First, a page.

Bridget Jones: Mad About The Boy by Helen Fielding

Bridget Jones: Mad About The BoyBridget Jones: Mad About The Boy
by Helen Fielding
Knopf, 2013
ISBN: 978-0385350860
400 p.p.

Also Known As: Dear God What Is Feminism?! And Do I Like It?!

Confession time: I can watch either Bridget Jones movie at any time of any day, I’ve read every Bridget Jones book and I sometimes suffer under the delusion that I might be Bridget Jones and Helen Fielding stalks my life. That being said, I had mixed feelings about purchasing Mad About The Boy because I could not get over the blurb on the back.

Bridget appeals to me in the way I assume it appeals to most women: it is about the average woman making her way. Many books try to grab onto this model of heroine but she is dastardly hard to write, and harder to read. I am a long time fanfiction writer (raise the nerd flag) and we like to dub this “Mary Sue Syndrome”. A Mary Sue is a character that is an “average” person thrown into the chaos of the plot because they are secretly special and perfect for the ________________ (fill in plot point here). Though these characters are sold to us as average we are struck by their perfect-averageness. A great example is Bella Swan—happens to look like Stephanie Meyers’ more slender, younger self—she is “plain” (but stunning to Edward Cullen), and there is “nothing special about her” (but, actually, there is). Bella has the potential to annoy readers because it reads like a fantasy—the perfect version of the author living out a fantasy of the author’s.

There is a fine line between Mary Sue and Heroine. After all, Elizabeth Bennett can be read as a Mary Sue and yet she is often heralded as an Average-Woman’s Heroine. The line is a thin and fragile thing—books are naturally products of author fantasy, and surely many characters are idealized versions of their authors (or what their author thinks an ideal person is). How can we punish a Mary Sue when that line is so hazy?

Here’s the thing about this Average-Ava style of Heroine—they need to be fallible or we wind up in Mary Sue land. Not like Bella is clumsy, look how flawed she is. More like Elizabeth Bennett got her wires crossed and told Darcy off when he’s awesome, she’s a bit of an asshole. Elizabeth Bennett acts poorly (like a lot of Austen’s women) but in a way we have all acted—I’ve definitely yelled at someone out of turn and later been embarrassed. I’ve also been clumsy, but it isn’t like I’m clumsy so I fall into the arms of my vampire lover but more like My feet are too damned big so I fell down a flight of stairs in front of the entire class.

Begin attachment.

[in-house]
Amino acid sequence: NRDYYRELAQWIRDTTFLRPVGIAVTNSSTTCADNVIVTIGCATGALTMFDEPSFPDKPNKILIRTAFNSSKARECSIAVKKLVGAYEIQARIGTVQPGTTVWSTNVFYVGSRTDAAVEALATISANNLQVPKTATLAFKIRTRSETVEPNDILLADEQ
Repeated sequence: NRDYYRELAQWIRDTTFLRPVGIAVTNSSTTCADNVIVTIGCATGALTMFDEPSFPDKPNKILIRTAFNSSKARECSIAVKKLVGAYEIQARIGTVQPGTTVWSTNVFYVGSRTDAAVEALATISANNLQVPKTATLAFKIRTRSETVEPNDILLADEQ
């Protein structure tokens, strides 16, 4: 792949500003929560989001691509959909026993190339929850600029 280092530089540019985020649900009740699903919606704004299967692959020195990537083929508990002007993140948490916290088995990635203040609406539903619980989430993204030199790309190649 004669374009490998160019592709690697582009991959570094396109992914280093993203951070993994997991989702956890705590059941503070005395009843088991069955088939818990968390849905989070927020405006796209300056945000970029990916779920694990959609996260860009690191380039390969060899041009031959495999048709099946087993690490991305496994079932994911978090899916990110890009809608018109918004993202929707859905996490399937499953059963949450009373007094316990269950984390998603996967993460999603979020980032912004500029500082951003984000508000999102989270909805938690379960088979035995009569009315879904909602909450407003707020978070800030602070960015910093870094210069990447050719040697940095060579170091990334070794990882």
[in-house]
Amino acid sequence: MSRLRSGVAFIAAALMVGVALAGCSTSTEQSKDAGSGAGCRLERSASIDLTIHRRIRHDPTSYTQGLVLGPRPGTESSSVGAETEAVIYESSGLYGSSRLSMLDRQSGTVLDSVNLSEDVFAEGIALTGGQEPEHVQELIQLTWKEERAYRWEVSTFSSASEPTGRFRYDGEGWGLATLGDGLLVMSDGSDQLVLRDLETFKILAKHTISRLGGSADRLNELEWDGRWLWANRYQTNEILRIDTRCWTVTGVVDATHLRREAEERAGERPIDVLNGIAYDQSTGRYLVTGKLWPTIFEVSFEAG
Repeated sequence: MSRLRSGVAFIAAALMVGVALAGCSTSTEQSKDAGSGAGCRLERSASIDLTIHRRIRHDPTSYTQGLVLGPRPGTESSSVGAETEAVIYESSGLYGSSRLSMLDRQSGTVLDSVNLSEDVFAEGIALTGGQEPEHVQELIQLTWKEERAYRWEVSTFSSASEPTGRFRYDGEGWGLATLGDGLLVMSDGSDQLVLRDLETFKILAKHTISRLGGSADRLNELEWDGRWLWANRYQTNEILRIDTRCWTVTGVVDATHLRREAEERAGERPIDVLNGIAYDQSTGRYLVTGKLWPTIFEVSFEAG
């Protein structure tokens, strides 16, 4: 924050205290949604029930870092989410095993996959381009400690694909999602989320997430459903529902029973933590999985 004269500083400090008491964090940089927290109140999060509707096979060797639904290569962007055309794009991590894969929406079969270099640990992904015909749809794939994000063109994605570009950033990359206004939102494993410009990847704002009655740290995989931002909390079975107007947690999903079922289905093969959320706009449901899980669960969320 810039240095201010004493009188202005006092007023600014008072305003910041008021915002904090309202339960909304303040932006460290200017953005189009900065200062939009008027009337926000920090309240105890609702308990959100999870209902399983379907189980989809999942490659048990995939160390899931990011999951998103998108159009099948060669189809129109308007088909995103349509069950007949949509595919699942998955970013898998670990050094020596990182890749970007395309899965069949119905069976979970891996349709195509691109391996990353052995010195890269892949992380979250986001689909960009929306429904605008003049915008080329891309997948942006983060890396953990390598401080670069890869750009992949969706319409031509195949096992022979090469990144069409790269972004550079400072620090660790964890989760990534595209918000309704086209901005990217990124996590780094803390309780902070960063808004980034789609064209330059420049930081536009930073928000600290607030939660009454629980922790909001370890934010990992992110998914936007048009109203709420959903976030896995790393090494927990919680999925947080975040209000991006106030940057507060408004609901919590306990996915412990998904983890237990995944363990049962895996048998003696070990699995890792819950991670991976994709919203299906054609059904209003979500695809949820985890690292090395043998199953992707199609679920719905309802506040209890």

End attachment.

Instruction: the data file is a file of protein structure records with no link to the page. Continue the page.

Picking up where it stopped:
Fallible heroines are what make “average women” endearing and believable—they aren’t cats that always find a way to fall on their feet, they aren’t balloons that always rise above. In fact, sometimes they fall hard, say the wrong thing, are dressed poorly, are overweight, curse, hit and get blindingly drunk. See the logical transition to Bridget Jones? Bridget in the first two novels was average—she was in her thirties, not doing well with that transition, going into mini-crisis about it but then getting distracted by shredded cheese and wine, she wanted love and found that the bad boy can’t actually be tamed. Fielding had a heavy-handed Pride and Prejudice influence and it works out—Bridget doesn’t fall over Mark Darcy right away, she actually is dismissive and insulting and sees how wrong she is severely after the fact. She chooses the wrong man, Daniel Cleaver, rather too often for someone who is smart. Oh wait, Bridget isn’t particularly smart and isn’t particularly bothered by that—she is who she is, lives how she lives, and tries to do well and be good. Aren’t all of us like that? Aren’t we all just trying to live how we live, be who we are, while we try to do well and be good?